The changes in direction of enamel prisms that minimize fracture in the axial direction produce an optical appearance called Hunter-Schreger bands (Fig. 1-8). These bands appear to be composed of alternate light and dark zones of varying widths that have slightly different permeability and organic content. These bands are found in different areas of each class of teeth. Because the enamel rod orientation varies in each tooth, Hunter-Schreger bands also have a variation in the number present in each tooth. In anterior teeth, they are located near the incisal surfaces. They increase in numbers and areas of teeth, from canines to premolars. In molars, the bands occur from near the cervical region to the cusp tips. The orientation of the enamel rod heads and tails and the gnarling of enamel rods provide strength by resisting, distributing, and dissipating impact forces.

Enamel tufts are hypomineralized structures of the enamel rods and the inter-rod substance that project between adjacent groups of enamel rods from the DEJ (Fig. 1-9). These projections arise in dentin, extend into enamel in the direction of the long axis of the crown, and may play a role in the spread of dental caries. Enamel lamellae are thin, leaf-like faults between enamel rod groups that extend from the enamel surface toward the DEJ, sometimes extending into dentin (see Fig. 1-9). They contain mostly organic material, which is a weak area predisposing a tooth to the entry of bacteria and dental caries. Enamel rods are formed linearly by successive apposition of enamel in discrete increments. The resulting variations in structure and mineralization are called incremental striae of Retzius and can be considered growth rings (see Fig. 1-3). In horizontal sections of a tooth, the striae of Retzius appear as concentric circles. In vertical sections, the lines traverse the cuspal and incisal areas in a symmetric arc pattern, descending obliquely to the cervical region and terminating at the DEJ. When these circles are incomplete at the enamel surface, a series of alternating grooves, called imbrication lines of Pickerill, are formed. The elevations between the grooves are called perikymata; these are continuous around a tooth and usually lie parallel to the CEJ and each other.

A structureless outer layer of enamel about 30 µm thick is found most commonly toward the cervical area and less often on cusp tips. No prism outlines are visible, and all of the apatite crystals are parallel to one another and perpendicular to the striae of Retzius. This layer, referred to as prismless enamel, may be more heavily mineralized. Microscopically, the enamel surface initially has circular depressions indicating where the enamel rods end. These concavities vary in depth and shape, and they may contribute to the adherence of plaque material, with a resultant caries attack, especially in young individuals. The dimpled surface anatomy of the enamel, however, gradually wears smooth with age.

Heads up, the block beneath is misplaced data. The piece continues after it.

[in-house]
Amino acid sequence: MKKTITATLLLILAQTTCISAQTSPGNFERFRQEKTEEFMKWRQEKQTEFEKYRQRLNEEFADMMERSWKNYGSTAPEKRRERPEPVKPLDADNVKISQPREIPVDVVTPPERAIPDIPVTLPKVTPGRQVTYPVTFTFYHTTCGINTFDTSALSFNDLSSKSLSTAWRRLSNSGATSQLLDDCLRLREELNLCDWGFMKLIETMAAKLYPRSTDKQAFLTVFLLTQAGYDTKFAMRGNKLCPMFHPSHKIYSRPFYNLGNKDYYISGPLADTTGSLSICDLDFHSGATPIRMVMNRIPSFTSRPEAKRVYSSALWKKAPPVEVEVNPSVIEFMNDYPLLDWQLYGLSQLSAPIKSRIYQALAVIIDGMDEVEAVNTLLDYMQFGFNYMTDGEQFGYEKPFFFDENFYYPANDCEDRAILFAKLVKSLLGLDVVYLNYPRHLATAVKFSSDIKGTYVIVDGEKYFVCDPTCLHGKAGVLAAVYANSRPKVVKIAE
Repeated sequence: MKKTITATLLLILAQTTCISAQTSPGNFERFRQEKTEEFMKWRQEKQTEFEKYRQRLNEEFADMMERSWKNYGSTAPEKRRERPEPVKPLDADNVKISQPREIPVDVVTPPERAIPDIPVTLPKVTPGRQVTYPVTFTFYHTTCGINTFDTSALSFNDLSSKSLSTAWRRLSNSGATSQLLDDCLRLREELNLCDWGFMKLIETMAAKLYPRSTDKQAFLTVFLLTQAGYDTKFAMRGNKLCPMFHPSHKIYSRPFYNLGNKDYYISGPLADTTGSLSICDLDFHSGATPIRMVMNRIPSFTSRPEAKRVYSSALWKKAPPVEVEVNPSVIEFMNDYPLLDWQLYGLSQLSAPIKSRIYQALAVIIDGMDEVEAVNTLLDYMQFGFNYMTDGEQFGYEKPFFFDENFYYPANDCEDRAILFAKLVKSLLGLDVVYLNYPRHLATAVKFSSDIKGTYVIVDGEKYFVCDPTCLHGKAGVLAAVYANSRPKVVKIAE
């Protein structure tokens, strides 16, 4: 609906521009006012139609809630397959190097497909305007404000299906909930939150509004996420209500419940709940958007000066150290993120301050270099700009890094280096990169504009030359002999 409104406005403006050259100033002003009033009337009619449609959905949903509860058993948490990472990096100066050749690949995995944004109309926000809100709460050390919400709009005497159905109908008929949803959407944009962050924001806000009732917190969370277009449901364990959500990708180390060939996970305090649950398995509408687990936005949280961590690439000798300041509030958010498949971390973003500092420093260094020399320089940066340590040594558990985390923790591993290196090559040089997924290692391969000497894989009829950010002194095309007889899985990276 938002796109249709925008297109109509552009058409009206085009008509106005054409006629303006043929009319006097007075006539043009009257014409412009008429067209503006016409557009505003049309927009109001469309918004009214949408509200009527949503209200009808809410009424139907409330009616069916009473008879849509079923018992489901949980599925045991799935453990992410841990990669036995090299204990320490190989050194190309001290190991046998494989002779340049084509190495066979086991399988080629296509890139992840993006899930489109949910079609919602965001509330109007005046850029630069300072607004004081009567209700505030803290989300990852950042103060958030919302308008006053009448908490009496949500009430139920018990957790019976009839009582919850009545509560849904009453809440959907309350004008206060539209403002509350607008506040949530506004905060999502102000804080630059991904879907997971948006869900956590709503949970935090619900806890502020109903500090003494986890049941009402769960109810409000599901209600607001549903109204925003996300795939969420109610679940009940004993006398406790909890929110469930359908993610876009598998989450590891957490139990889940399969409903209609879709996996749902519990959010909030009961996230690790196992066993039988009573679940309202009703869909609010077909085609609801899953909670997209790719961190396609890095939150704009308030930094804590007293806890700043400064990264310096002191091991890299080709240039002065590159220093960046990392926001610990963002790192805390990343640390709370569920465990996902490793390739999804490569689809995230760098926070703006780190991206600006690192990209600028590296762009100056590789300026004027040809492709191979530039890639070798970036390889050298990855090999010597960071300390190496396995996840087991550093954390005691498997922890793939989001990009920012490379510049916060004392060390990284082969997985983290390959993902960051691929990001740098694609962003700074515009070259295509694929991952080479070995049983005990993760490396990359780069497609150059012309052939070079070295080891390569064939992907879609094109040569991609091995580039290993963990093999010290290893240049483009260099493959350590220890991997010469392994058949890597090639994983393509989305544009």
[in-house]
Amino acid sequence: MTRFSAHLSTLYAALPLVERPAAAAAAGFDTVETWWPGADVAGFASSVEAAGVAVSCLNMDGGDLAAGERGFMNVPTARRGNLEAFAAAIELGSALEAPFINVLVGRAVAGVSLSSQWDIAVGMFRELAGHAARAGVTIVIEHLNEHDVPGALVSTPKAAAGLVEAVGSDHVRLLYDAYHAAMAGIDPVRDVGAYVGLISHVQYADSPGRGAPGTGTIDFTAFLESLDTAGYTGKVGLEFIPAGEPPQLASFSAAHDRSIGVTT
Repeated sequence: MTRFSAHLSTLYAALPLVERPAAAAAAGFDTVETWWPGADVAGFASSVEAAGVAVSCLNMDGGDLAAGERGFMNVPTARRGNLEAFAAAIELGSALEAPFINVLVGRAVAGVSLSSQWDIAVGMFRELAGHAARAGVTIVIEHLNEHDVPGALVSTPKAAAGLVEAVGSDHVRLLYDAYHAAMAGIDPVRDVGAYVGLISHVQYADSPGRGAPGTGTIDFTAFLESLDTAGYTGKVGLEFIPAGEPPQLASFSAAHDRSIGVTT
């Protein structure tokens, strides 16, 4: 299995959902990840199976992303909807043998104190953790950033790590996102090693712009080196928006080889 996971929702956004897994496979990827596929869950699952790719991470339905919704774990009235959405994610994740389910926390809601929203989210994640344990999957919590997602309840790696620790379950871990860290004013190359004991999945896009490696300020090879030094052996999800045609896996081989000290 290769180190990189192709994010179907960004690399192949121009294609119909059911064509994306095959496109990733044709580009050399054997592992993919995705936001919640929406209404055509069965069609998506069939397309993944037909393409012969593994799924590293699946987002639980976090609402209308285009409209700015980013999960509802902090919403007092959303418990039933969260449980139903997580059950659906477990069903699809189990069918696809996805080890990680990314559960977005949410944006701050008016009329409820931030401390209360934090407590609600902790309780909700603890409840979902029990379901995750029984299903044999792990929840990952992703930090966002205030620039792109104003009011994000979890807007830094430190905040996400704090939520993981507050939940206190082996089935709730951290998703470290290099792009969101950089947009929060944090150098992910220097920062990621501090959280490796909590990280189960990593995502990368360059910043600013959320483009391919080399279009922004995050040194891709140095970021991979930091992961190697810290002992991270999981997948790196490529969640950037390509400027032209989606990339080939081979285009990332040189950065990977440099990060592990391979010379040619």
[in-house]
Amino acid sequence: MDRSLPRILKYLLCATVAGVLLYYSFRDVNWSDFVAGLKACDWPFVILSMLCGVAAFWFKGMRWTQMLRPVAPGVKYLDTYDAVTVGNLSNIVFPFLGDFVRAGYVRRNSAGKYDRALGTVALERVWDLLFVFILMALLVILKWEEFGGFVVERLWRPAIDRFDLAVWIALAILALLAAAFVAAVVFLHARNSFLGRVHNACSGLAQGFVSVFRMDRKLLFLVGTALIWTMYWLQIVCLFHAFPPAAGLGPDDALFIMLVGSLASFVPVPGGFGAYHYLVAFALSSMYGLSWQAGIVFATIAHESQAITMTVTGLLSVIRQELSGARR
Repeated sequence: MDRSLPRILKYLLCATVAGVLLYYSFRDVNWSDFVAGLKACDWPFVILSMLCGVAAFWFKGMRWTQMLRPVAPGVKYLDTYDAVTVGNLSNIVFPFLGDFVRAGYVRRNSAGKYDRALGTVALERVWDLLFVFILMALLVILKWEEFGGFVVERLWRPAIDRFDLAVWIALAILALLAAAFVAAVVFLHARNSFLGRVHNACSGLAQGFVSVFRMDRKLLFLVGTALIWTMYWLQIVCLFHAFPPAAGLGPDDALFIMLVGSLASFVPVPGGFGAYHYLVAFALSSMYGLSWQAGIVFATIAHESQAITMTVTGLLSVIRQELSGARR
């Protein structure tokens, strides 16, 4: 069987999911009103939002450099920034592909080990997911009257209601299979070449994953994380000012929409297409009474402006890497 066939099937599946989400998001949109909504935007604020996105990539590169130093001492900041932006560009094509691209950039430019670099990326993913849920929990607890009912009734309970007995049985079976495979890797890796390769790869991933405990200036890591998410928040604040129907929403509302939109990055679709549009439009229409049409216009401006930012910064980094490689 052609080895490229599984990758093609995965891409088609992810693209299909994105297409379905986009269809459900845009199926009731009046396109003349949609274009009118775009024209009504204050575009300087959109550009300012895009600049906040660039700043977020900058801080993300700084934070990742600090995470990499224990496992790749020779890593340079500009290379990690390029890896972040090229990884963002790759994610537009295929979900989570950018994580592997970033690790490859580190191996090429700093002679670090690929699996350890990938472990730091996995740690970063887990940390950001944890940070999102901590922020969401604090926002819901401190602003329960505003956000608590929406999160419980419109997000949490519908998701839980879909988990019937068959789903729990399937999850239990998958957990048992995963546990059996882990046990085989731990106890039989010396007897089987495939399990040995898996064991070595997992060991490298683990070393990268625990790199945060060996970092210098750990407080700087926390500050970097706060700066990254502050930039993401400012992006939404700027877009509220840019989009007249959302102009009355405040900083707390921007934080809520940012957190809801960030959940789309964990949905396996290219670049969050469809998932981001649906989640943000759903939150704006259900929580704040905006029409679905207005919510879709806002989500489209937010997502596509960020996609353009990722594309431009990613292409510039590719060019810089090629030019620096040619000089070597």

The interface of enamel and dentin (dentinoenamel junction, or DEJ) is scalloped or wavy in outline, with the crest of the waves penetrating toward enamel (Fig. 1-10). The rounded projections of enamel fit into the shallow depressions of dentin. This interdigitation may contribute to the firm attachment between dentin and enamel. The DEJ is also a hypermineralized zone approximately 30 µm thick.

The occlusal surfaces of premolars and molars have grooves and fossae that form at the junction of the developmental lobes of enamel. These allow movement of food to the facial and lingual surfaces during mastication. A functional cusp that opposes a groove (fossa) occludes on enamel and inclines on each side of the groove and not in the depth of the groove. This arrangement leaves a V-shaped escape path between the cusp and its opposing groove for the movement of food during chewing. Failure of the enamel of the developmental lobes to coalesce results in a deep invagination of the enamel surface and is termed fissure. Non-coalesced enamel at the deepest point of a fossa is termed pit. These fissures and pits act as food and bacterial traps that predispose the tooth to dental caries (Fig. 1-11).

Once damaged, enamel is incapable of repairing itself because the ameloblast cell degenerates after the formation of the enamel rod. The final act of the ameloblast is secretion of a membrane covering the end of the enamel rod. This layer is referred to as Nasmyth’s membrane, or primary enamel cuticle. This membrane covers the newly erupted tooth and is worn away by mastication and cleaning. The membrane is replaced by an organic deposit called the pellicle, which is a precipitate of salivary proteins. Microorganisms may attach to the pellicle to form bacterial plaque, which, if acidogenic in nature, can be a potential precursor to dental disease.